EU Chief Negotiator Rules Out Mutual Recognition for U.S. Chemical Exports

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By Joe Kirwin  

March 17 —The European Union will not extend mutual recognition to U.S. chemical safety laws because the EU system of regulatory framework known as REACH is superior, the EU’s chief negotiator for the Transatlantic Trade and Investment Partnership said.

Speaking at a European Parliament public hearing on TTIP hosted by the Committee for Internal Market, chief EU negotiator Ignacio Garcia Bercero told members that while the EU and U.S. are trying to find areas of convergence and potential mutual recognition in certain sectors, chemicals would not be one of them.

“Mutual recognition between the EU and the U.S. when it comes to the chemical sector will not be possible because the EU regulatory laws are superior to those in the U.S.,” Garcia Bercero said.

Chief U.S. negotiator Dan Mullaney, who made a presentation at the hearing, rejected his EU counterpart’s claim as he insisted that the overall safety protections of U.S. chemical regulations are equal to those of the EU.

The clash over chemical safety and TTIP at the EP hearing echoed similar arguments heard March 12 when stakeholders made presentations to EU and U.S. negotiators in the midst of the fourth round of TTIP talks that took place March 10-14. During the March 12 event, Baskat Tuncat of the Center for International Law said the EU and the U.S. chemical industry are trying to use TTIP to undermine, among other things, legislation concerning chemicals that interfere with hormonal systems such as endocrine disrupting chemicals.

The EU-based chapter of the American Chamber of Commerce—known in EU circles as AMCHAM, whose members are leading U.S. multinationals doing business in the EU—released its TTIP position paper March 17. AMCHAM wants the TTIP agreement to contain:


  •  objectives and governing principles for chemical regulation in order to help develop chemical assessment tools;
  •  a mechanism that would allow data submitted under one regulatory regime to be acknowledged under the other without resubmitting in order to avoid unnecessary animal testing;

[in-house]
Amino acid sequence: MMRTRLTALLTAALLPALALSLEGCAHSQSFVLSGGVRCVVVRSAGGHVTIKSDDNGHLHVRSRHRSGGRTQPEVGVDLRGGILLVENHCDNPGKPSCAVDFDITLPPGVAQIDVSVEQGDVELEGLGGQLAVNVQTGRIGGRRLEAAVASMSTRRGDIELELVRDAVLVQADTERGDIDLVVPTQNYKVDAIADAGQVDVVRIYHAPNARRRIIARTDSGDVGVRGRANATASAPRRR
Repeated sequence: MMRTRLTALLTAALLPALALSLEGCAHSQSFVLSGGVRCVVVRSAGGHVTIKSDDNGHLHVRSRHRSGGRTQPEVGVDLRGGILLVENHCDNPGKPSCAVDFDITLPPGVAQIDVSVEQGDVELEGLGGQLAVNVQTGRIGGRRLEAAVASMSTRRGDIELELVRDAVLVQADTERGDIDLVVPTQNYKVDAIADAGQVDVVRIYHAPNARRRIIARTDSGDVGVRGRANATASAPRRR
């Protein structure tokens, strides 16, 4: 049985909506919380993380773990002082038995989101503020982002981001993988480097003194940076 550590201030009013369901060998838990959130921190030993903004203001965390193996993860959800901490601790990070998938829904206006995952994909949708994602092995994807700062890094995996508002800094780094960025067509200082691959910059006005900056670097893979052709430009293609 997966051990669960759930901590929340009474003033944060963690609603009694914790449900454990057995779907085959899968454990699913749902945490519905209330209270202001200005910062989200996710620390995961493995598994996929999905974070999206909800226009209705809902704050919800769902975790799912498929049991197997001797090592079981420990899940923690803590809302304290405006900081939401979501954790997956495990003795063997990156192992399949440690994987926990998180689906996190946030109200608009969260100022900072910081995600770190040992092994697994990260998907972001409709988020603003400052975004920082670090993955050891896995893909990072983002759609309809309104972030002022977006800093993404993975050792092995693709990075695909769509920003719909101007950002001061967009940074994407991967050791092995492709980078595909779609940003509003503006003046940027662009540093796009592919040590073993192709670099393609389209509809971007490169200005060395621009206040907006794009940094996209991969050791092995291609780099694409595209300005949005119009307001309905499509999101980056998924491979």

•  harmonization of EU-U.S. regulations on biocidal products.

    In the run up to the fourth round of TTIP talks and during the March 12 stakeholder conference, numerous participants, especially from consumer, labor and environmental groups, accused EU and U.S. negotiators of conducting the negotiations in secrecy. Those complaints were echoed by numerous members of the European Parliament (EP) at the March 17 hearing.

    Secrecy Claims Disputed

    The chairman of the EP's Committee for International Trade insisted the swirl of criticism concerning TTIP and negotiating text transparency is a myth. The EU law-making body has better access to EU-TTIP negotiating texts compared to any other previous EU bilateral free trade agreements, Vital Moreira said.

    Moreira said it is important to separate myth from fact when it comes to the issue of TTIP and transparency.

    “It is important to recognize that European Parliament members have more access to EU negotiating text than they ever have had in the past when it comes to a bilateral free trade agreement,” Moreira said. “The claims made today and made previously about TTIP being conducted in secrecy are simply not accurate.”

    However, Moreira said the U.S. Trade Representative is still refusing to provide copies of its negotiating text to members of the EP.

    “The U.S. side insists it will not provide copies of their negotiating texts because they do not provide them to the U.S. Congress or other parts of the executive branch,” Moreira said. “But we are working on that and hopefully we will make progress.”

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    To contact the editor responsible for this story: Jerome Ashton at

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